Getting the Tomato We Deserve


Christopher Brewster || The tomato did not deserve this. It was clearly culpable but hardly responsible. People wanted nice red round tomatoes. Or they just wanted ketchup. Or they were told they just wanted ketchup.

So all colours (orange, gold, yellow, purple), all variety of shape (misshapen, oval), were bred out or merely forgotten. People wanted tomatoes all year round, so they were grown in glasshouses, even heated hothouses, all through the winter. This was possibly one of the most environmentally damaging fruit and vegetable production processes then undertaken.

Most people did not care how the tomatoes were grown, or who grew them, and so other people, out of sight and mind, suffered birth defects, cancer and other illnesses from pesticides and chemicals in order to provide us with these tomatoes. Standardised hard balls which needed gas to turn the standardised red and become apparently acceptable for most consumers, transported across great distances, packaged in plastic wrappers, labelled as good for you, one of your "five a day". This belonged to a time when it made sense for some to grow tomatoes on the nutrient poor soil of Florida or use North Sea gas to heat greenhouses based on hydroponics.

The tomato did not deserve this maltreatment, it did not deserve to be complicit in a long abusive supply chain, abuse of our environment, abuse of people, and for an aesthete, the supreme crime, abuse of our taste buds.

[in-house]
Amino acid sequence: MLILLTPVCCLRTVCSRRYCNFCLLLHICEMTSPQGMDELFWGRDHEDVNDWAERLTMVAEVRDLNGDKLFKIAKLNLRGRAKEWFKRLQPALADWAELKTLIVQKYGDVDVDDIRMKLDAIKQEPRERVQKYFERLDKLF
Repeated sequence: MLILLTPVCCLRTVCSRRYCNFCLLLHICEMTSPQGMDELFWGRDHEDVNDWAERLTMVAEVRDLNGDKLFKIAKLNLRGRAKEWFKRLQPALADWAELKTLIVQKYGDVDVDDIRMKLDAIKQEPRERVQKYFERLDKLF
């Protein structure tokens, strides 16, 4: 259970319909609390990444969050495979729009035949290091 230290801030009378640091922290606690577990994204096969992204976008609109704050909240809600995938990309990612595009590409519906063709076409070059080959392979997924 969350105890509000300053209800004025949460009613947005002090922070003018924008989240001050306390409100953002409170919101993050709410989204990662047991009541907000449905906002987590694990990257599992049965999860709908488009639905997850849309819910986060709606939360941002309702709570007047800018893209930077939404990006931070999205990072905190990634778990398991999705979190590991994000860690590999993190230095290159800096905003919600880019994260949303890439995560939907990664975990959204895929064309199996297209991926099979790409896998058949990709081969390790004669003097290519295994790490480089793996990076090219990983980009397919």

Freshsheet Most people in fact never ate real tomatoes, rather they ate some form of processed tomatoes in pizzas and ketchup, as part of the infinitely varied, completely non-nutritious modern industrial diet.

In the future we deserve, our tomato will not be available in northern climes, in mid winter, out of season. But when it does come to our local farmers' market, we will celebrate its arrival, we will thank the seasons for its return once more, in all its variety, its different colours, and variegated shapes. We will taste that tomato and it will bring back memories of childhoods, of delicious lunches and dinners with friends, of picnics by a river with past or present loves, of juices spilt and sauces poured. In the future we deserve, fresh food will come a short distance to us from farmers whom we either know or can easily get in touch with. Food will carry a story from the past and the present, it will be a central part of human communication and community, it will be a tool for conviviality.